As we watch the many drama's in the media, the drama of the media itself trying to survive and the many micro dramas of competition and collaboration in the content management space, it's fun to get points of view from different seats at the table.

Recently we had a chance to discuss the web publishing business, Drupal partnerships, new revenue models for publishers and the quality of modern journalism with Erik Schut, the President of WoodWing Software.

As a provider of Web Publishing technologies and a company that has integrated with the likes of Alfresco, Drupal and most recently eZ Publish, the company is in the thick of the modernizing efforts of publishers. Erik had some interesting ideas to share.

CMSWire: What do you think is the most technically innovative thing happening for digital publishers today?

Erik Schut:
See how capable Smartphones like the iPhone, the upcoming Palm Pre or many others are today. You can imagine, that these devices will become one of the most important new channels in the mid future. Publishers all kind need to develop strategies to address this challenge and ways to monetize them.

CW: How do you see products like Drupal fitting into the future of digital publishing?

ES:
Regardless, if it’s print or online - publishing has been and will be about attracting communities. Drupal is one of the most powerful systems to develop Web 2.0 platforms and to support communities. So, in a nutshell, it is a perfect fit.

CW: Do products like Drupal threaten to take market share from vendors like Woodwing, why or why not?

ES:
We don´t think so. Our products focus on the entire Publishing process -- from conception to publication -- for all required types of media and channels. Although there are some Web CMS's trying to move into the earlier phases of the publishing process, their structures are not designed to do so and therefore they fail or require endless customizations. Drupal (like other Web CMS's) is focused on delivering the best Web enabling functionality hence very complementary to our products.

CW: What do you see as the most important concern for digital publishers in 2009 (more specifically than generating revenue)?

ES:

That depends where you come from. Being a start-up digital only publisher, having found a new business model, even today you are still looking at great opportunities. Being a well know publisher from the print days and moving into a digital only publishing environment you will have tough times seeking comparable revenues than you have had in the print-days, cost cutting is unavoidable since the online revenue usually does not even come close to the printed revenue - at least, when they continue to think just about ads as the major source of revenue.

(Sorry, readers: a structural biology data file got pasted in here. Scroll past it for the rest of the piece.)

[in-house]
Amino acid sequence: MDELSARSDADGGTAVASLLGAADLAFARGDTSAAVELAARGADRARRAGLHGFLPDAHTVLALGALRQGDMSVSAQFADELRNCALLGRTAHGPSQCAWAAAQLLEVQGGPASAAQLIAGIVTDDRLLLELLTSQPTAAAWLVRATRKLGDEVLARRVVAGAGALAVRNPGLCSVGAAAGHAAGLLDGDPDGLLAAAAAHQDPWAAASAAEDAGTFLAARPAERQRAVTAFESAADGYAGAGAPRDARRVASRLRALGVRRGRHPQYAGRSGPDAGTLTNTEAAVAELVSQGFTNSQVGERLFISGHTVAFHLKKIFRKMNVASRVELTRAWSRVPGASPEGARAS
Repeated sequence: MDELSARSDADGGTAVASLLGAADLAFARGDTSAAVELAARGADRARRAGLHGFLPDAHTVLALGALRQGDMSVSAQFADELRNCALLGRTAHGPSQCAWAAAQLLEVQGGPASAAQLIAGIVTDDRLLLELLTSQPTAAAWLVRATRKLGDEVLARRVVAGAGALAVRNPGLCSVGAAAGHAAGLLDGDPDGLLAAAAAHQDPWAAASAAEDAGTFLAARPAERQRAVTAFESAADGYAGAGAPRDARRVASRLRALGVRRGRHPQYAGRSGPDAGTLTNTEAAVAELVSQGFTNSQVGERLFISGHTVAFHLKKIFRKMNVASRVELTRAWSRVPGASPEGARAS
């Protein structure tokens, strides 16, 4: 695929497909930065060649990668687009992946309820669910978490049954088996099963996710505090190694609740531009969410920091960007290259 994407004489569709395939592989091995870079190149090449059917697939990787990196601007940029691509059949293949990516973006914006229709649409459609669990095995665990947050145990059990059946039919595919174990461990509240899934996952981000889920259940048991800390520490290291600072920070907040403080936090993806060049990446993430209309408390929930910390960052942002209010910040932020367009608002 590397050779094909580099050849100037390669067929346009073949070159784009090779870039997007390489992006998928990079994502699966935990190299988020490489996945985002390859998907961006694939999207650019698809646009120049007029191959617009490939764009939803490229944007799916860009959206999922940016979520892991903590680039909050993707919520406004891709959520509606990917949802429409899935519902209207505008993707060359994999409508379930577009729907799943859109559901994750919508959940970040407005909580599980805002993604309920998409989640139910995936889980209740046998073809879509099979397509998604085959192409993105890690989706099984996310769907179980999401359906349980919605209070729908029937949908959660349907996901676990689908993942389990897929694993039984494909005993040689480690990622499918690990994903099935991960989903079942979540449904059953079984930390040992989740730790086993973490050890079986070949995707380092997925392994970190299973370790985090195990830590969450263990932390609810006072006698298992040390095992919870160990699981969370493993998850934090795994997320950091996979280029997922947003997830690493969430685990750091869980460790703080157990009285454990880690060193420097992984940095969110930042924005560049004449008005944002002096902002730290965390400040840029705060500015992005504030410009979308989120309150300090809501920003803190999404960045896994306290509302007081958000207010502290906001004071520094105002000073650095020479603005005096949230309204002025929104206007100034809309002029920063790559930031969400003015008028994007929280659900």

CW: What new sources of income do you think are most promising for publishers?

ES:
Well, I see all the "Pay per"-models as most promising -- Pay per Sale or Lead, Pay per Download, Pay per Service.

You can see already, that the classic full page ad is more or less a thing of the past -- cross media strategies including all the models I mentioned open up new business chances both for the publishers as well as their customers.

CW: Some people say new technologies like twitter and blogs are eroding the quality of journalism. Can you share some thoughts on how you view the relationship between publishing technologies and journalism?

ES:
Our products do not influence the informational value of content, and as a vendor we are probably not the right institution to comment on these more philosophical issues.

Let me give you my personal view -- it depends, on what you call quality. If quality means non-biased, based on in-depth research, written by a professional journalist, published only based on facts and after hearing all parties involved -- yes quality will drop.

If quality means on-the-spot, instantly, covered by a larger number of writers, juiced with opinions and emotions, I'd say quality improves. Probably both forms will coexist with different pricing models in future.

About WoodWing

WoodWing was founded in 2000 and started life as the first company to fully commit to the Adobe InDesign and InCopy platform. Their core product, Enterprise -- the Publishing Platform, is focused on what the company calls Editorial Content Management.

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